Cyber hacker Lewys Martin is facing a prison sentence after trying to blackmail Halifax bank by threatening to sell the stolen details of 28,000 account holders to the Sun newspaper.

Martin, 22, demanded one Bitcoin for every 10 sets of details he was holding on a memory card, or 2,800 Bitcoin - equivalent to £1,050,000 by today's exchange rate.

He used phishing programmes - appearing as a trustworthy entity in an electronic communication - to steal data directly from the bank's customers.

Police eventually traced Martin despite his best efforts to conceal his identity using special software to shield his IP address.

The crimes were reported to police by Lloyd's Banking Group and The Sun, concerning attempts to blackmail the bank over stolen account details of 28,000 of its customers.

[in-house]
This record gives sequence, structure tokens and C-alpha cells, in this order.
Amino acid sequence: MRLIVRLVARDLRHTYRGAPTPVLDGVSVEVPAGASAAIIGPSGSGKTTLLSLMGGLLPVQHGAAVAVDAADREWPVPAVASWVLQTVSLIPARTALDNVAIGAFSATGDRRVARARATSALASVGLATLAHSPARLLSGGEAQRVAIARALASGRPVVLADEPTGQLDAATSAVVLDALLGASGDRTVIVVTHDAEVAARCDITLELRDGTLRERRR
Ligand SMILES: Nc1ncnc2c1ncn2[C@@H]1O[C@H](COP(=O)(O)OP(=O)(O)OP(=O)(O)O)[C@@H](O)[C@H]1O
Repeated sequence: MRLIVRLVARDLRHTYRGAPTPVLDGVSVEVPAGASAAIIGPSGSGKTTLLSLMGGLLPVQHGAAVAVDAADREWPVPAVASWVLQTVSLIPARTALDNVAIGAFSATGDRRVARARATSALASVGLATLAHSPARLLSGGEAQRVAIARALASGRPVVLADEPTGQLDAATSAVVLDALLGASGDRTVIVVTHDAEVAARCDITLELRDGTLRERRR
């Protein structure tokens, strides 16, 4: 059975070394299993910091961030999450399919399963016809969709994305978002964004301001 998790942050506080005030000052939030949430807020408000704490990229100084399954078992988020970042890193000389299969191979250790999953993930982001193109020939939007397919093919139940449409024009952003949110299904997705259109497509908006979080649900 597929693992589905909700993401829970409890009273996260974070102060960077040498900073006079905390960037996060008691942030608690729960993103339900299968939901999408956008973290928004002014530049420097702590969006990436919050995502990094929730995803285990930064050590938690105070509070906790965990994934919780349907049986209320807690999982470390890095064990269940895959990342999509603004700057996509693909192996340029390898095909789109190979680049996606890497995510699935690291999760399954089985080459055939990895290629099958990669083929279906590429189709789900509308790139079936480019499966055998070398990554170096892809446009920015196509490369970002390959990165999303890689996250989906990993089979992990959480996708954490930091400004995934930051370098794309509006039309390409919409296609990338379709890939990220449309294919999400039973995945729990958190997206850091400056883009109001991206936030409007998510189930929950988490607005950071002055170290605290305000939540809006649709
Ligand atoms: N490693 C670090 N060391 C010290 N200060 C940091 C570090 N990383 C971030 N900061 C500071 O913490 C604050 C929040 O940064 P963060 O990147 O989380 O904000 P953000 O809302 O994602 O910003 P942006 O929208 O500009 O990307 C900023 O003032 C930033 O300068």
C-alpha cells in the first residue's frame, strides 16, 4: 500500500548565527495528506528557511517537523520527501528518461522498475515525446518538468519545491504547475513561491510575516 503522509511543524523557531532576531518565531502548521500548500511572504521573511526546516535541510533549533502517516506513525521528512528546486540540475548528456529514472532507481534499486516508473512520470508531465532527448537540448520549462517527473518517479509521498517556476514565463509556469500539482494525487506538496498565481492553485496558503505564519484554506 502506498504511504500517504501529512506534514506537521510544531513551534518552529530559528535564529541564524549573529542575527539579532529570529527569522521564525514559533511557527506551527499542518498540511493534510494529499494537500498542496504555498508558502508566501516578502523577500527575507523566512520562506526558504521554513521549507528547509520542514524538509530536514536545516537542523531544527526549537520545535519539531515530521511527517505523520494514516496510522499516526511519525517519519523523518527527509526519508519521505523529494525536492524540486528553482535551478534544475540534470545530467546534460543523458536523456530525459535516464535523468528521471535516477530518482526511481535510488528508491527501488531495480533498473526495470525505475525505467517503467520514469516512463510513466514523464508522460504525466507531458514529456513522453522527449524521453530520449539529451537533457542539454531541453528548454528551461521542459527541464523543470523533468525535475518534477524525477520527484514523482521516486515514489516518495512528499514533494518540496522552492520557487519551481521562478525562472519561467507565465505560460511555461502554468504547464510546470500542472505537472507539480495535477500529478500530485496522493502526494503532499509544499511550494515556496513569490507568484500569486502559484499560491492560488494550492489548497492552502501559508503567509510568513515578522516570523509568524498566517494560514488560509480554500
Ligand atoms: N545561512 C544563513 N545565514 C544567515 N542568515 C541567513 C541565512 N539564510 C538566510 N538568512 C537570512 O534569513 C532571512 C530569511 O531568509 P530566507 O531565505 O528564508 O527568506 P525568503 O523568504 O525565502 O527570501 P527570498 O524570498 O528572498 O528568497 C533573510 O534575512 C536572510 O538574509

Martin had previously received a two year jail sentence in May 2013, for using his IT expertise to launch cyber attacks on the websites of Oxford and Cambridge universities.

He inundated the websites with requests for so much information their servers went down.

Appearing at Southwark Crown Court in September, Martin confessed to blackmail and two counts of possession of articles for use in fraud.

He also pleaded guilty to possessing an indecent photograph of a child at level five on the Copine scale, which depict deliberately posed erotic scenes.

Lewis entered a further guilty plea to possessing a further eight photographs of children at level four, which show poses suggesting sexual interest.

He will be sentenced at the same court today.